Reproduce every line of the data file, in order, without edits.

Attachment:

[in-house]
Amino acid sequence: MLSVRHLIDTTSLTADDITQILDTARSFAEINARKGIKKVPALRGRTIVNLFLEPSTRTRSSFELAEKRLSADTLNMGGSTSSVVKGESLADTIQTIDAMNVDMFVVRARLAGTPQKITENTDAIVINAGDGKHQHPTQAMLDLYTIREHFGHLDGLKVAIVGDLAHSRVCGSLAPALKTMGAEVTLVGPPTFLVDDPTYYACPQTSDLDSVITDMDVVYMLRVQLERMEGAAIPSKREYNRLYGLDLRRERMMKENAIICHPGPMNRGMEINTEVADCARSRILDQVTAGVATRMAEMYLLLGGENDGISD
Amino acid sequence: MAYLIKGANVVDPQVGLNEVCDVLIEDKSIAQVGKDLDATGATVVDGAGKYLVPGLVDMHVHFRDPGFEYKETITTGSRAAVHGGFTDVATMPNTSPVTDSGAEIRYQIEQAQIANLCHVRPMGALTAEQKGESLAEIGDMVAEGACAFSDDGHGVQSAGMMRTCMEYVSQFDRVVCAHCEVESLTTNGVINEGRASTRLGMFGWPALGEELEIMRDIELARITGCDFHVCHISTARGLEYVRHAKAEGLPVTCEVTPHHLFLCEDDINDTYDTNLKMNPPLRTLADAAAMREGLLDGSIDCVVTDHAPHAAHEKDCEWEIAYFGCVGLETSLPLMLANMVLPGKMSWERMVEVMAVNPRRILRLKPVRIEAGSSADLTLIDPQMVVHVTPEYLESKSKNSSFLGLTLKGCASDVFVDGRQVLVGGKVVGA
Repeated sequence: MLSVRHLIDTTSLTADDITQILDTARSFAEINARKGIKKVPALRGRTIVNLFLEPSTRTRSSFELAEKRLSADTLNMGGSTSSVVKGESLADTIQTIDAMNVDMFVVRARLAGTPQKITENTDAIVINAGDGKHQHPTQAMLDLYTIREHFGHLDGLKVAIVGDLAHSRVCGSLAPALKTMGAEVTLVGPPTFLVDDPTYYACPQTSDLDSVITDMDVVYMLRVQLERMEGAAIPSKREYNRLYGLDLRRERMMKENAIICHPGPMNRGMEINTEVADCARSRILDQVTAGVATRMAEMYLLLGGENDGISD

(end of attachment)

[in-house]
Amino acid sequence: MLSVRHLIDTTSLTADDITQILDTARSFAEINARKGIKKVPALRGRTIVNLFLEPSTRTRSSFELAEKRLSADTLNMGGSTSSVVKGESLADTIQTIDAMNVDMFVVRARLAGTPQKITENTDAIVINAGDGKHQHPTQAMLDLYTIREHFGHLDGLKVAIVGDLAHSRVCGSLAPALKTMGAEVTLVGPPTFLVDDPTYYACPQTSDLDSVITDMDVVYMLRVQLERMEGAAIPSKREYNRLYGLDLRRERMMKENAIICHPGPMNRGMEINTEVADCARSRILDQVTAGVATRMAEMYLLLGGENDGISD
Amino acid sequence: MAYLIKGANVVDPQVGLNEVCDVLIEDKSIAQVGKDLDATGATVVDGAGKYLVPGLVDMHVHFRDPGFEYKETITTGSRAAVHGGFTDVATMPNTSPVTDSGAEIRYQIEQAQIANLCHVRPMGALTAEQKGESLAEIGDMVAEGACAFSDDGHGVQSAGMMRTCMEYVSQFDRVVCAHCEVESLTTNGVINEGRASTRLGMFGWPALGEELEIMRDIELARITGCDFHVCHISTARGLEYVRHAKAEGLPVTCEVTPHHLFLCEDDINDTYDTNLKMNPPLRTLADAAAMREGLLDGSIDCVVTDHAPHAAHEKDCEWEIAYFGCVGLETSLPLMLANMVLPGKMSWERMVEVMAVNPRRILRLKPVRIEAGSSADLTLIDPQMVVHVTPEYLESKSKNSSFLGLTLKGCASDVFVDGRQVLVGGKVVGA
Repeated sequence: MLSVRHLIDTTSLTADDITQILDTARSFAEINARKGIKKVPALRGRTIVNLFLEPSTRTRSSFELAEKRLSADTLNMGGSTSSVVKGESLADTIQTIDAMNVDMFVVRARLAGTPQKITENTDAIVINAGDGKHQHPTQAMLDLYTIREHFGHLDGLKVAIVGDLAHSRVCGSLAPALKTMGAEVTLVGPPTFLVDDPTYYACPQTSDLDSVITDMDVVYMLRVQLERMEGAAIPSKREYNRLYGLDLRRERMMKENAIICHPGPMNRGMEINTEVADCARSRILDQVTAGVATRMAEMYLLLGGENDGISD